Ecuador ratified Friday its diplomatic asylum status for WikiLeaks founder Julian Assange, who has been living in the country s London embassy since June 2012 to avoid being extradited to Sweden, where he faces sexual assault charges. The move makes official Assange s protected status and means he can remain under the country s protection indefinitely.
There's nothing new about asylum seekers dominating Australian media; those attempting to reach Australian shores by boat regularly make headlines. But on Monday it was an asylum seeker who already has an Australian passport who led the news: Julian Assange. Giving an interview to the pressure-group GetUp!, from his bolt-hole in Ecuador's London embassy - in which he's stuck - Assange tried to pull at the heart-strings. "I can't go and visit my family. I can't do things that are important to many people. I can't view the skyline. I can't visit my homeland."
The UK's threat to invade the Ecuador embassy also made it clear that this case was not about questioning Julian Assange regarding a possible criminal case in Sweden. Few could believe that the UK government would have resorted to such extreme and illegal measures if this were just a matter of extraditing a foreign citizen to a foreign country where he is not even charged with a crime.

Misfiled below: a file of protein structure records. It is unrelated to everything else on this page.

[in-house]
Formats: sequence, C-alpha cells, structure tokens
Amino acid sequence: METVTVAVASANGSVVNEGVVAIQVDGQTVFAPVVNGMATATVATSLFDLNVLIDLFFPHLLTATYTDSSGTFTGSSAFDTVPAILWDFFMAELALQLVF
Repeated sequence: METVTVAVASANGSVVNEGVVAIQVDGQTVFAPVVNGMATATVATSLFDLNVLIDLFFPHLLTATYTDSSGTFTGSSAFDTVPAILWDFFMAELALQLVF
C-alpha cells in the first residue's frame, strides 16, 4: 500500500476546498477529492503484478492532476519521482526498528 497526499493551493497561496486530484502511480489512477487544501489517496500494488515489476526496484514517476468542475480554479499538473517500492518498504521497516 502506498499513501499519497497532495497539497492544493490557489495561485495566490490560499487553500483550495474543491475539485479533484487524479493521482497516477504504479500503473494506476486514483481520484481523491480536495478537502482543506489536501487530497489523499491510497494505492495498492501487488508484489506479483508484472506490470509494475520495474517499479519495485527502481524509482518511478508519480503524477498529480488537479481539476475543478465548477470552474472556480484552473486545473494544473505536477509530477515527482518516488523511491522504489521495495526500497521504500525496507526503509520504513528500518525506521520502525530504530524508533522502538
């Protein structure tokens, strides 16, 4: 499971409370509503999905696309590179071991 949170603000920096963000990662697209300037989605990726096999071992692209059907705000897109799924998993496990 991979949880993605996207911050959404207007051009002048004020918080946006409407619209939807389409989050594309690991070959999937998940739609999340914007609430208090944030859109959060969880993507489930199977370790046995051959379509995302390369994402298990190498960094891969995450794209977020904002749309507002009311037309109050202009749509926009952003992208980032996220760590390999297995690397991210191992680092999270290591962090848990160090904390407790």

Rafael Correa, Ecuador s president, has said he expects to respond to WikiLeaks founder Julian Assange's application for political asylum some time this week. "We expect to have a meeting on Wednesday [with Foreign Minister Ricardo Patino] and I hope to make an announcement before the end of the week," the leftist leader said in an interview with public broadcaster ECTV late on Monday.
Ecuador s president, Rafael Correa, appears to be leaning toward granting asylum to WikiLeaks founder Julian Assange. Due to be extradited from the UK to Sweden for questioning over alleged sexual offenses, last month Assange breached his bail conditions to seek refuge in Ecuador s London embassy. Since then he has refused to leave and has requested asylum and even Ecuadorean citizenship from Correa s left-wing administration, which, like Assange, has an antagonistic relationship with Washington.
WikiLeaks founder Julian Assange has refused to present himself at a UK police station to start the process of extradition to Sweden, where he is wanted for questioning on sexual assault charges. Assange has been hiding at the Ecuadorean embassy in London since last week, when he made a surprise application for political asylum there. He had been ordered to present himself at a police station on Friday morning